Traditionally, the treatment of disease has been determined by theory and reasoning from basic sciences. However, more and more research results from clinical trials and observational studies have provided appealing “evidence” that many medical professionals may refer to, or even rely on, over the basic sciences, in their practice.
What is Evidence Based Medicine?Such reliance on research findings in treating medical conditions is collectively called evidence based medicine. Nevertheless, like any system that affects the general population, evidence based medicine has its pros and cons. This requires researchers, medical professionals, and patients to pay close attention to just how evidence based medicine is utilised.
What are the goals of Evidence Based Medicine?Understanding and applying evidence based medicine can easily become clouded, but knowing the goals of true evidence based medicine may help eliminate some confusion. Evidence based medicine:
- Prioritises ethical healthcare for the patient
- Stresses presentation of evidence that is understandable to both doctors and patients
- Follows judgment of experts over established rules
- Discusses treatment options and decisions with patients
- Cultivates strong doctor-patient relationships with humanistic care
- Expands these goals to the community in support of greater public health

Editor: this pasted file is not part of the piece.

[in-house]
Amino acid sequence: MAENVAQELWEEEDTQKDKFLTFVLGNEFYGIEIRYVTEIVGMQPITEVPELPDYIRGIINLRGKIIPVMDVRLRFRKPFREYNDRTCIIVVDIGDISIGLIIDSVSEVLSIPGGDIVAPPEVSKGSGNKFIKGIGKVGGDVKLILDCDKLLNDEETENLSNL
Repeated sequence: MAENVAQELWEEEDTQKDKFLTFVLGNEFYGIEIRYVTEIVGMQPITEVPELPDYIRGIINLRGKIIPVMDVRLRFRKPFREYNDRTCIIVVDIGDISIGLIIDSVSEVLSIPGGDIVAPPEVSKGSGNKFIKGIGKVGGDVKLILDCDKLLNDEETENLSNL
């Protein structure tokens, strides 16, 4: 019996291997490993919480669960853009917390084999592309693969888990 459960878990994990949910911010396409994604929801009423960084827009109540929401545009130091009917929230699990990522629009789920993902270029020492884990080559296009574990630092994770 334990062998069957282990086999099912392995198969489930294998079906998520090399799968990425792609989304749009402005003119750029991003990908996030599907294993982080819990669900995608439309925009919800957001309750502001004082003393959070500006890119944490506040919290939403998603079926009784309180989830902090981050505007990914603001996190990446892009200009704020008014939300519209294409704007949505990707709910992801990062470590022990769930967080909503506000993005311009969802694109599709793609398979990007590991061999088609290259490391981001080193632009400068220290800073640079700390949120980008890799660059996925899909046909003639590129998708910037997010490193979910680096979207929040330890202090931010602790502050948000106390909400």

When Evidence Based Medicine falls short…Despite the straightforward nature of its goals, evidence based medicine contains several loopholes that damage patients’ quality of care. Here are some problem areas:
- Special interest group bias Companies that produce pharmaceutical drugs or medical devices drive research interests and ultimately define what qualifies as disease. For example, an agency that makes drugs to reverse baldness in men will urge scientists to study male baldness. And those research results may convince the public that male baldness is a serious medical condition.
- Too much information While a large supply of evidence may prove that evidence based medicine is effective, it also deters from its influence. The average research study contains a great deal of quantifiable data that must be both illustrated and explained resulting in hundreds if not thousands of pages of reading!
- Blurred lines between risk and disease Evidence based medicine inevitably poses a number of statistics on healthcare that medical professionals cannot ignore. Thus, a 74-year-old woman may be prescribed a statin drug and subjected to tests to see if she has a cardiovascular condition all because research shows that women aged 70 to 75 are at an increased risk of heart disease.
- Dependence on computerised systems Thanks to evidence based medicine, healthcare has become computerised and can be a lot like trying the fit a square peg into a square hole—every symptom must fit. As a result, if a patient suffers from diabetes, but complains of a symptom that is not related to diabetes then his or her doctor may disregard or fail to document that symptom.
- No answer for multiple conditions Although evidence based medicine can provide valuable insight into treating a disease, it really does not have an answer for patients that suffer from multiple diseases. Consequently, treating one disease based on evidence may make other diseases worse leading to chronic polypharmacy (taking multiple pharmaceutical drugs).